People ask me many times how are the bad guys using Facebook to distribute malware. Even though there are multiple answers to that question, at the end of the day Facebook is just another way to communicate, and it has more that 400 million users, so it’s just another mean of transmission, as e-mails have been for a while.

What happens is that people is more confident in links they receive through Facebook than in the ones received via e-mail. And in some cases you can easily understand that. This is a real life example of a message that is circulating today in Facebook. You get this message in your inbox (translated from Spanish):

Adriana sent you a mesage

Subject: your photo

“Hi, is this you in the photo?;descargar68898201xxxxxxxxxxxxx/id735rp/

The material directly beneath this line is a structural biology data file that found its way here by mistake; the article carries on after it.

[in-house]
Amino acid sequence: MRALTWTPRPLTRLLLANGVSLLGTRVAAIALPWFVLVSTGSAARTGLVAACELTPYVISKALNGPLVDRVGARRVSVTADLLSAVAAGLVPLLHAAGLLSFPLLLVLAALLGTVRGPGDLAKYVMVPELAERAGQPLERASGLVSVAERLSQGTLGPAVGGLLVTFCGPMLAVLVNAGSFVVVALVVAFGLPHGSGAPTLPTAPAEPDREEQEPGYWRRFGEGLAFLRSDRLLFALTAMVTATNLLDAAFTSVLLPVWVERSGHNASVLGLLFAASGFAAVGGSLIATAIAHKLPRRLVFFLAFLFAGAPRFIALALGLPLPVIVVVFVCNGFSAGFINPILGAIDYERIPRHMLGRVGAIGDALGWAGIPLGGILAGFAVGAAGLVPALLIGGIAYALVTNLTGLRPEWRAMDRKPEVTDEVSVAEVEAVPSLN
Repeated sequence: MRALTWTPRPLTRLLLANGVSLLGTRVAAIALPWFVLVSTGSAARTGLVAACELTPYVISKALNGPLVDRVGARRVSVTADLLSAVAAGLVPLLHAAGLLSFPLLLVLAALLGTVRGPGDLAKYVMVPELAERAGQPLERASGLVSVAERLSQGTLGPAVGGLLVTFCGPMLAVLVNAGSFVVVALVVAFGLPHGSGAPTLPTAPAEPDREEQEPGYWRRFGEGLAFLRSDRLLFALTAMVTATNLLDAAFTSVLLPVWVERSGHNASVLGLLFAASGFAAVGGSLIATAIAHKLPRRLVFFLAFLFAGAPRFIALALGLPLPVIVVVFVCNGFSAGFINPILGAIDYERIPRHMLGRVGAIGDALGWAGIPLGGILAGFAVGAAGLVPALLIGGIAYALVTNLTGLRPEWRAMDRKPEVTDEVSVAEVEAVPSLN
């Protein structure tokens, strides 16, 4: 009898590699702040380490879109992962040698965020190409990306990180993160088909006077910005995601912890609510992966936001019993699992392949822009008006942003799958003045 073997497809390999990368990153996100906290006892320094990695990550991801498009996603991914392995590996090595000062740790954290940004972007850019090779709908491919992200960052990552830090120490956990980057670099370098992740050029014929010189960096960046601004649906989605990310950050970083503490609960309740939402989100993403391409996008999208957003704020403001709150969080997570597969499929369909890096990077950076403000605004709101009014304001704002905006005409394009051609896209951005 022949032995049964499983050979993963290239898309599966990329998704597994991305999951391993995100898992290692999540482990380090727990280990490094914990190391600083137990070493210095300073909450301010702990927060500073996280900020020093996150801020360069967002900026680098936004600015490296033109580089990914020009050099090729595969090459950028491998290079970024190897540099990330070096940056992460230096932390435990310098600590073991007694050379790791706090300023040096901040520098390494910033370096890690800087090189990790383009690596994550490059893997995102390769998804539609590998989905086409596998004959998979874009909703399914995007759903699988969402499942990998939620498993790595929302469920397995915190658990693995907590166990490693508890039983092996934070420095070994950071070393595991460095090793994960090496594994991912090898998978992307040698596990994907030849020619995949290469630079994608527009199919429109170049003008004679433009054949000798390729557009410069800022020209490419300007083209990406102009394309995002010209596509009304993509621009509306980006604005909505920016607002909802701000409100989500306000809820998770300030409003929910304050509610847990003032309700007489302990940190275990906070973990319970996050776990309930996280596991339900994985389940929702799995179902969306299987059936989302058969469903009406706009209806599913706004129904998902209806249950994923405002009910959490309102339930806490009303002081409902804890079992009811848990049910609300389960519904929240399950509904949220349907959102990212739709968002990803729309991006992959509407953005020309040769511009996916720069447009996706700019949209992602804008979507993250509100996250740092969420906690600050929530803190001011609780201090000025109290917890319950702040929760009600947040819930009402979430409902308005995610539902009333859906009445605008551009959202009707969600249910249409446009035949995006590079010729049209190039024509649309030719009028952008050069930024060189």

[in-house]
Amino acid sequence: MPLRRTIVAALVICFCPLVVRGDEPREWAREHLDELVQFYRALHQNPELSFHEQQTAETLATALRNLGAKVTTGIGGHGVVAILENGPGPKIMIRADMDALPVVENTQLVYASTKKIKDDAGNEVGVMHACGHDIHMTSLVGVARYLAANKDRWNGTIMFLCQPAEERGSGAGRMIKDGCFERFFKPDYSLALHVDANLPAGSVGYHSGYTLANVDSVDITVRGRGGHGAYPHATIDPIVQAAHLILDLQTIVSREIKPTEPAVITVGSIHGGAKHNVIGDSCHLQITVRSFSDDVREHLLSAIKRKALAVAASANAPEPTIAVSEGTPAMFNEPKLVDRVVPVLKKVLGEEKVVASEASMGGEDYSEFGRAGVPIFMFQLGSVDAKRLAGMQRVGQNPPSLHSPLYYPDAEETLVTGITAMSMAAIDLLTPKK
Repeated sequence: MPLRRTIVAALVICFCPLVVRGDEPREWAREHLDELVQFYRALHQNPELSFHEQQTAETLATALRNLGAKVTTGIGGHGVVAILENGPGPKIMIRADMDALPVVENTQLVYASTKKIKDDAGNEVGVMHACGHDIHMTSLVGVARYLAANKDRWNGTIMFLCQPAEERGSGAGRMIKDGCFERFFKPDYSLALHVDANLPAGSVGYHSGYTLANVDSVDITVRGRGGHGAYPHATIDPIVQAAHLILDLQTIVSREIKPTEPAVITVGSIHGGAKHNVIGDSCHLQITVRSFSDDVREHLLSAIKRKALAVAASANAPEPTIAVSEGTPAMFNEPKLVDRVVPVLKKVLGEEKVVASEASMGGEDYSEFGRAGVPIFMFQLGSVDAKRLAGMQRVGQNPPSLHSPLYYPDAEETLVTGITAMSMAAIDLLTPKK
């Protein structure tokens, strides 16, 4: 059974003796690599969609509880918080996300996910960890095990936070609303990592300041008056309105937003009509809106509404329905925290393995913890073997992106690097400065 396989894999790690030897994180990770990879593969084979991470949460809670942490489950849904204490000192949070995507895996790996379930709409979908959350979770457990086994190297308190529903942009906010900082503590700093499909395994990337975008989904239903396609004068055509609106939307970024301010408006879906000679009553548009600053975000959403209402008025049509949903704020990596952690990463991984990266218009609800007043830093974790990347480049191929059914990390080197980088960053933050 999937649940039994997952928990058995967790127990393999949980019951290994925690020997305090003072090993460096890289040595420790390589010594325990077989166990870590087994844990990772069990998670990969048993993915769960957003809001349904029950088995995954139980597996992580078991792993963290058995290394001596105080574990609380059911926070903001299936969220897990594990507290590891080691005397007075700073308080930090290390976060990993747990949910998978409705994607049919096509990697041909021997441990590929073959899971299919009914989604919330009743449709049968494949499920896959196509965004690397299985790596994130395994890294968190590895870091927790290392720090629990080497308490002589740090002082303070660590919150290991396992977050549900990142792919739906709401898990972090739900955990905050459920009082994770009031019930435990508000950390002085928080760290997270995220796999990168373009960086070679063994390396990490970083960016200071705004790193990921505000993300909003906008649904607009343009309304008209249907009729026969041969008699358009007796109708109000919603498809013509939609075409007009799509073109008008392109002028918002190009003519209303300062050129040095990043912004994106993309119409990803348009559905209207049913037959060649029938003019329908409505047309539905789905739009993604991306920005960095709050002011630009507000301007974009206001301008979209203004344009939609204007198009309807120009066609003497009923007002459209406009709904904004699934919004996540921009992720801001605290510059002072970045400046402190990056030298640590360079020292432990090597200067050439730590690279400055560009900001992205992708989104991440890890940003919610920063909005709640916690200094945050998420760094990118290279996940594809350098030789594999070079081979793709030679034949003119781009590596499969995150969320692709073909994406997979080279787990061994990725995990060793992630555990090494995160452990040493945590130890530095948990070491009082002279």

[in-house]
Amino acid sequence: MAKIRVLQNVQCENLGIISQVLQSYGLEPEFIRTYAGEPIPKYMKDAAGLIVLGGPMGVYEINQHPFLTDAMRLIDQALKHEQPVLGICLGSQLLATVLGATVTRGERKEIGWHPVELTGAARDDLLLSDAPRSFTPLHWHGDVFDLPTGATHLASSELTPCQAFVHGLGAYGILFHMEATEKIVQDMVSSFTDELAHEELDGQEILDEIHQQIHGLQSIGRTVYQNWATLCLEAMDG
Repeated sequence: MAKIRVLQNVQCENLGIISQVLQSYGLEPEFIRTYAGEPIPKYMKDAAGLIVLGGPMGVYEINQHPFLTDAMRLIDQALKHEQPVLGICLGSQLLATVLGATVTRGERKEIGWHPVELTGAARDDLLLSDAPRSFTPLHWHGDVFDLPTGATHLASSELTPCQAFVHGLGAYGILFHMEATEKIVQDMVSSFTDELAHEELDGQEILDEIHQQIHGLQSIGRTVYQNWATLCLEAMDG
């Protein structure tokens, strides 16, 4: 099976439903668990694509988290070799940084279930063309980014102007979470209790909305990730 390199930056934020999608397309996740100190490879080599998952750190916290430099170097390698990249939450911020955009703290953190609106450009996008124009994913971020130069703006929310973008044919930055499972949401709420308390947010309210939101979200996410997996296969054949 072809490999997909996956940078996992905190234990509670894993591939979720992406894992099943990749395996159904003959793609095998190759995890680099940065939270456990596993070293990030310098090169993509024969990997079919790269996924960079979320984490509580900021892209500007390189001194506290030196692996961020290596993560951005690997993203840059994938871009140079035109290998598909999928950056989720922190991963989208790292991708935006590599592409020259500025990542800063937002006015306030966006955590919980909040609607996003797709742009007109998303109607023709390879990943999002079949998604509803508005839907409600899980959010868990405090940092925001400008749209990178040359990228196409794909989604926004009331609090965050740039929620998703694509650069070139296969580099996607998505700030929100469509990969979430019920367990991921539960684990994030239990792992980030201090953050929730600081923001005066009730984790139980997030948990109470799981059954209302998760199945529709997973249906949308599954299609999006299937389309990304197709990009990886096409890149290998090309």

Good luck!!!!!”

If you click on the link, you will see the following message, where Facebook warns you :


A regular user will click on “Continue” anyway. The screenshot is in Spanish, as this attack targets Spanish Facebook users:


You are not in the real Facebook, but it looks like the real one, and even the URL is not that different, so the average joe user will go ahead. Of course, if you enter your real data you will be phished. But this is not all, after you enter your data and click on “Entrar”, you are redirected to another website, and the following message will pop up:


The file that you are prompted to download is called “update.exe”. It is a banking Trojan, detected as Trj/Sinowal.WVM.

The best advice for these cases is the same we give on the e-mail: just delete any unsolicited message. And in case that the message is from a real contact, before clicking on any external link confirm with the sender that he’s really sent you that message.